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Re: Springfield Market......

>Rick Kelly wrote:
>>Interesting history.  WTXL was a starting place of several well known
>people, as I understand it.  I'd be interesting in hearing what their
>ratings were like in the late '60's.  I visited them in '72 or '73: their
>tower had the appearance of a telephone pole . . .

        We discussed the antenna system of WTXL / WNUS / WACM here a few
months ago. The history of it seems to be (and I think Dan Strassberg
helped with this) that once upon a time when the 250w local-channel
stations were allowed to raise power to 1 kW daytime, WTXL was so
short-spaced with the Brattleboro station and/or the Torrington,
Connecticut, station that once was on 1490 (now WSNG, long ago moved to
610) and/or WKND, 1480, Windsor, Conn., that it had to use a DA antenna in
the daytime, so it actually had two towers. It was 1 kW D, DA, 250 w N,
non-DA. The second tower was a flimsy thing you describe as like a utility
pole. My recollection is that it was made of metal, however <g>. Today, the
station is 470 watts, non-DA, day and night, from a 215-degree tower. The
guesses floated here were that either the second tower fell down or the
owner decided that the reduced non-DA signal actually would be better.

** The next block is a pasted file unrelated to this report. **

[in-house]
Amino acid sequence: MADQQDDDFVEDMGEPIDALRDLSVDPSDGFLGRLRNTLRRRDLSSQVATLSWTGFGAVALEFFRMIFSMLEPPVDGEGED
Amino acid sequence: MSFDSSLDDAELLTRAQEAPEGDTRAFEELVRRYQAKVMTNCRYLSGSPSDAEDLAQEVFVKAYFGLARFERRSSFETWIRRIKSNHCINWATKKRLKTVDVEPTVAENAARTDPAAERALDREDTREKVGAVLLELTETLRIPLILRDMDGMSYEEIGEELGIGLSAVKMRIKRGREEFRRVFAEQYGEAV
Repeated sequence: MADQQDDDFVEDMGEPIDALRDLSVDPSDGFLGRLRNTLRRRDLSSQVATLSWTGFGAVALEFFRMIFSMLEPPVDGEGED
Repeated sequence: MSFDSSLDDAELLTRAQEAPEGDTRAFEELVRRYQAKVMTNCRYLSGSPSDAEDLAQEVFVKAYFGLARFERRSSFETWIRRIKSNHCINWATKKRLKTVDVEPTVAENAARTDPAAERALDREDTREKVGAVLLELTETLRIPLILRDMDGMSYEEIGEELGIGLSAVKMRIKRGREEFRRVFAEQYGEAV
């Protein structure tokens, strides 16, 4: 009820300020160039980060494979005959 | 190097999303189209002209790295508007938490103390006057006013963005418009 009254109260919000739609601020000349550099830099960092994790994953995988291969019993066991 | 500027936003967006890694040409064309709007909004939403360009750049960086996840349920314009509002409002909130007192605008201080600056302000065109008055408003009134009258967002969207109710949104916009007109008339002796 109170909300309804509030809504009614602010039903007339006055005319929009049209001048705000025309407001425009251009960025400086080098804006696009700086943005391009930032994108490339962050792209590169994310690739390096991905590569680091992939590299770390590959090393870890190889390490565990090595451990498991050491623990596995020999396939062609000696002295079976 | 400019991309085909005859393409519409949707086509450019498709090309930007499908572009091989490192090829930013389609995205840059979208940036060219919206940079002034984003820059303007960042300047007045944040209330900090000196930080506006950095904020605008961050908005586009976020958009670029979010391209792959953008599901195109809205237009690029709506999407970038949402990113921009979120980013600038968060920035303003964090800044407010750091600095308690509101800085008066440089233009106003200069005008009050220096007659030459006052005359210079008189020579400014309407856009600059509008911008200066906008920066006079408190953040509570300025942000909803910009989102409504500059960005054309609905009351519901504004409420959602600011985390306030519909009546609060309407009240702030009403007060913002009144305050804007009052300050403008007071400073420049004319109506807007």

Also, perhaps the change dates from when the graveyarders, in most cases,
were authorized to go to 1 kW nights.
        A question also was raised here recently about the current format
of WACM, with someone saying they believed it is Portuguese and I doubted
that. When I drove through Springfield last week in afternoon drive, it was
definitely Spanish. The English hourly ID used a liner saying the station
is "ethnic radio," suggesting that it is multi-lingual. This may explain
that little debate.
        And I can report that the two towers of the ancient, honorable and
historic WBZ / WBZA antenna atop the old Westinghouse factory in
Springfield are rusty but standing, as of last week. The antenna no longer
is strung between them, although some wires run up one of the towers to its
top. The building they are on and the main former Westinghouse building
next to it both look to be vacant or nearly vacant, with for-lease signs
posted. The plain-vanilla brick building with the antenna is boarded up.
The main building is in good condition on the outside, brick with ceramic
tile decorative inserts and the original Westinghouse Electric Company sign
in the facade above the main door. So, does the National Park Service have
a category of nationally significant radio geek shrines so I could apply to
have that place listed on it <g>?